Corinne felt she needed a strong cup of tea. She put the water on and placed a cup on the kitchen table. Not until she was going to sit down did she decide that perhaps Pascal should be in the other room.

She pressed the red b.u.t.ton, the one which should turn him around, and the blue b.u.t.ton, which should make him walk into the living room. She heard the little buzz of mechanical life as Pascal began to move. But he did not go into the other room! He was holding a chair for her, and she sat down rather heavily. A sudden rush of pleasure reddened her cheeks. Not since sorority days ...

Before Pascal's arms moved away she touched his wrist again, softly, only this time her hand lingered. And his wrist was warm!

"When do they want Pascal back at the lab?" she asked Ronald at dinner that evening, trying to keep her voice casual.

Ronald smiled. "I think I might have him indefinitely, dear. I've got Hardwick convinced I'm working on something revolutionary." He stopped. "Oh, Corinne! You've spilled coffee all over yourself."

The following night Ronald was late in getting home from work. It was raining outside the Newark station and the cabs deliberately evaded him. He finally caught a bus, which deposited him one block from his house. He cut through the back alley, hurrying through the rain. Just before he started up the stairs he glanced through the lighted kitchen window. He stopped, gripping the railing for support.

In the living room were Pascal and Corinne. Pascal was reclining leisurely in the fireside chair; Corinne was standing in front of him. It was the expression on her face which stopped Ronald Lovegear. The look was a compound of restraint and compulsion, the reflection of some deep struggle in Corinne's soul. Then she suddenly leaned forward and pressed her lips to Pascal's full, fleshy pumpkin mouth. Slowly, one of Pascal's aluminum arms moved up and encircled her waist.

Mr. Lovegear stepped back into the rain. He stood there for several minutes. The rain curled around the brim of his hat, dropped to his face, and rolled down his cheeks with the slow agitation of tears.

When, finally, he walked around to the front and stamped heavily up the stairs, Corinne greeted him with a flush in her cheeks. Ronald told her that he didn't feel "quite up to dinner. Just coffee, please." When it was ready he sipped slowly, watching Corinne's figure as she moved around the room. She avoided looking at the aluminum figure in the chair.

Ronald put his coffee down, walked over to Pascal, and, gripping him behind the shoulders, dragged him into the den.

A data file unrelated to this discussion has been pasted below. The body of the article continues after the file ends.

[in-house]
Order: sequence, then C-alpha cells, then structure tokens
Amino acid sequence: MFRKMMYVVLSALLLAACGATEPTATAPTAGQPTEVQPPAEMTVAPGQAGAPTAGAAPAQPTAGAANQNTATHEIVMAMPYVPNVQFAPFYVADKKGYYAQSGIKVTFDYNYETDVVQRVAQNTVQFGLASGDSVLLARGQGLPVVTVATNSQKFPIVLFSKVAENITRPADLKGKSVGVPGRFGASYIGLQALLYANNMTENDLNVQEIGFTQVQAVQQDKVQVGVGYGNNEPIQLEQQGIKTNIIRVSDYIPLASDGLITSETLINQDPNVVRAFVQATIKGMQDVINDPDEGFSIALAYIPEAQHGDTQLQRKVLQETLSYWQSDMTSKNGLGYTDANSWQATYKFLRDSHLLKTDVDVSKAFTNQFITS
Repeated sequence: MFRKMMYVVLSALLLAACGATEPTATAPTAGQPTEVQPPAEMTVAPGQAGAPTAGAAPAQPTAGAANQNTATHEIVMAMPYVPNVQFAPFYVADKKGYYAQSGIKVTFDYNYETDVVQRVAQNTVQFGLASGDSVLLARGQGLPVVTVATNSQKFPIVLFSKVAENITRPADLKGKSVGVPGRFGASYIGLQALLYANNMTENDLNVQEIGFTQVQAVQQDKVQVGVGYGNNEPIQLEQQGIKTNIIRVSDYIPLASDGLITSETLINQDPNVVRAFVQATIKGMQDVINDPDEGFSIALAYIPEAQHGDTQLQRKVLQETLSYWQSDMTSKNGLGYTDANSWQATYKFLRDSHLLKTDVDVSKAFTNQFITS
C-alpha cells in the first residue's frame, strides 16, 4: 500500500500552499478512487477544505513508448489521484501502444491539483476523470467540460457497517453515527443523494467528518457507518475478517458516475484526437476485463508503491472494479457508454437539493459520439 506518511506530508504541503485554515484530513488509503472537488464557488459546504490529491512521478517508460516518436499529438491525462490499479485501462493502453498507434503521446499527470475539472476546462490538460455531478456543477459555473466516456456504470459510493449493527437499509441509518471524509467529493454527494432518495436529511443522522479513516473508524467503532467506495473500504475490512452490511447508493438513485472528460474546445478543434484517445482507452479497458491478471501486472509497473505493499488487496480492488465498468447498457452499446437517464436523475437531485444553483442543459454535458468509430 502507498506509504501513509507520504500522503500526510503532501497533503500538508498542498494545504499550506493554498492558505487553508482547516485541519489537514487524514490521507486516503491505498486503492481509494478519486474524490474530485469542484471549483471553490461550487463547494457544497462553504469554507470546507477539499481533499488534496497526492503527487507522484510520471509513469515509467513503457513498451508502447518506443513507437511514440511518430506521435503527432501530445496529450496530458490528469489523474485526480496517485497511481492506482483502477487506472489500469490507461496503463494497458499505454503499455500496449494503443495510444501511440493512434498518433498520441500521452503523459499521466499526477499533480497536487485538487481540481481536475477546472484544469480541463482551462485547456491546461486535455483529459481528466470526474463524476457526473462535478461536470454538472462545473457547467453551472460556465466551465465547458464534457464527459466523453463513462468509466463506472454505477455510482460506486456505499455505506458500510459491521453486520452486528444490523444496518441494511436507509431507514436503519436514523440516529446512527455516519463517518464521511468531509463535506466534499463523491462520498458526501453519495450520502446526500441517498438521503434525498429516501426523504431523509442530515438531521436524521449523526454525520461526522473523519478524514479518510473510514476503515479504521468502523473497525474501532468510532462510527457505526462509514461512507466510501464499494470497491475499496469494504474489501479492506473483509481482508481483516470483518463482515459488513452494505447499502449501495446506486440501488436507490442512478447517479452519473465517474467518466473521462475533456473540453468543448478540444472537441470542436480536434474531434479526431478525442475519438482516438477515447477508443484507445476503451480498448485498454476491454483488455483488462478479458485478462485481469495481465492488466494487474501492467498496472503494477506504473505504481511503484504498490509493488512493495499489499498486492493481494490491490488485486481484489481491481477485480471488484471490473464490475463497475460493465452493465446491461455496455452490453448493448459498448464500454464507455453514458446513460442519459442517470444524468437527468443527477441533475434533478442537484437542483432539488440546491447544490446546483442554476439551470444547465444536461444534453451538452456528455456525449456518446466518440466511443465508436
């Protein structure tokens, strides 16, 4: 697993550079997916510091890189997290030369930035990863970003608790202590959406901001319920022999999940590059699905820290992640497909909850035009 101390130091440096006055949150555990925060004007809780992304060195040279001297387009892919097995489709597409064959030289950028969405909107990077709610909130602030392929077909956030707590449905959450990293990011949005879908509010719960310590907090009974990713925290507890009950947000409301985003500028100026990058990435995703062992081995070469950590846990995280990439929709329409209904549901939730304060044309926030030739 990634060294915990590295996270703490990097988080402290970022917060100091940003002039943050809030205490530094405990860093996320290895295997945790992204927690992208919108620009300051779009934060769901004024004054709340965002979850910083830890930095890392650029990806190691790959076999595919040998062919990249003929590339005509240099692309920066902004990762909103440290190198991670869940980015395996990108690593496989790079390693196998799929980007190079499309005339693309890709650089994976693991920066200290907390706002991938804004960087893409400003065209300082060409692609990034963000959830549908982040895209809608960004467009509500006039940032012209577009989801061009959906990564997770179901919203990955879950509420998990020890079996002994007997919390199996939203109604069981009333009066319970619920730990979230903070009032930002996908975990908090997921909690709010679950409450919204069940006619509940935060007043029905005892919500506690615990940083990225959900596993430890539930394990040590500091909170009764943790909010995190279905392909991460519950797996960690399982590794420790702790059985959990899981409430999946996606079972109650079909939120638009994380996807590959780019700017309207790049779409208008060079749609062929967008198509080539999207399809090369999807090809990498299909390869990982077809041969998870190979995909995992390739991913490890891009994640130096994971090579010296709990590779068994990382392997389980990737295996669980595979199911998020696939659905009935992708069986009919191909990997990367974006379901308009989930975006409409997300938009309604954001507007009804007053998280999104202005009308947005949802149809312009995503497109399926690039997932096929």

Corinne stood looking at the closed door and listened to the furious pounding.

Ten minutes later Ronald came out and went straight to the phone.

"Yes! Immediately!" he told the man at the freight office. While he sat there waiting Corinne walked upstairs.

Ronald did not offer to help the freight men drag the box outside. When they had gone he went into the den and came back with the pumpkin. He opened the back door and hurled it out into the rain. It cleared the back fence and rolled down the alley stopping in a small puddle in the cinders.

After a while the water level reached the mouth and there was a soft choking sound. The boy who found it the next morning looked at the mouth and wondered why anyone would carve such a sad Jack-O'-Lantern.




by H. B. Carleton

There will be fine, glittering, streamlined automobiles in 2000 A.D. Possibly they will run themselves while the driver sits back with an old-fas.h.i.+oned in his hands. Perhaps they will carry folks down the highways at ninety miles an hour in perfect safety. But picking up a hitch-hiker will still be as dangerous as it is today.

He was standing at the side of the super-highway, his arm half-raised, thumb pointed in the same direction as that of the approaching rocket car. Ordinarily Frederick Marden would have pa.s.sed a hitch-hiker without stopping, but there was something in the bearing and appearance of this one that caused him to apply his brakes.

Marden opened the door next to the vacant seat beside him.

"Going my way?" he asked.

A pair of steady, unsmiling blue eyes looked him over. "Yeah."

"All right, then. Hop in."

The hitch-hiker took his time. He slid into the seat with casual deliberateness and slammed the car door shut. The rocket car got under way once more.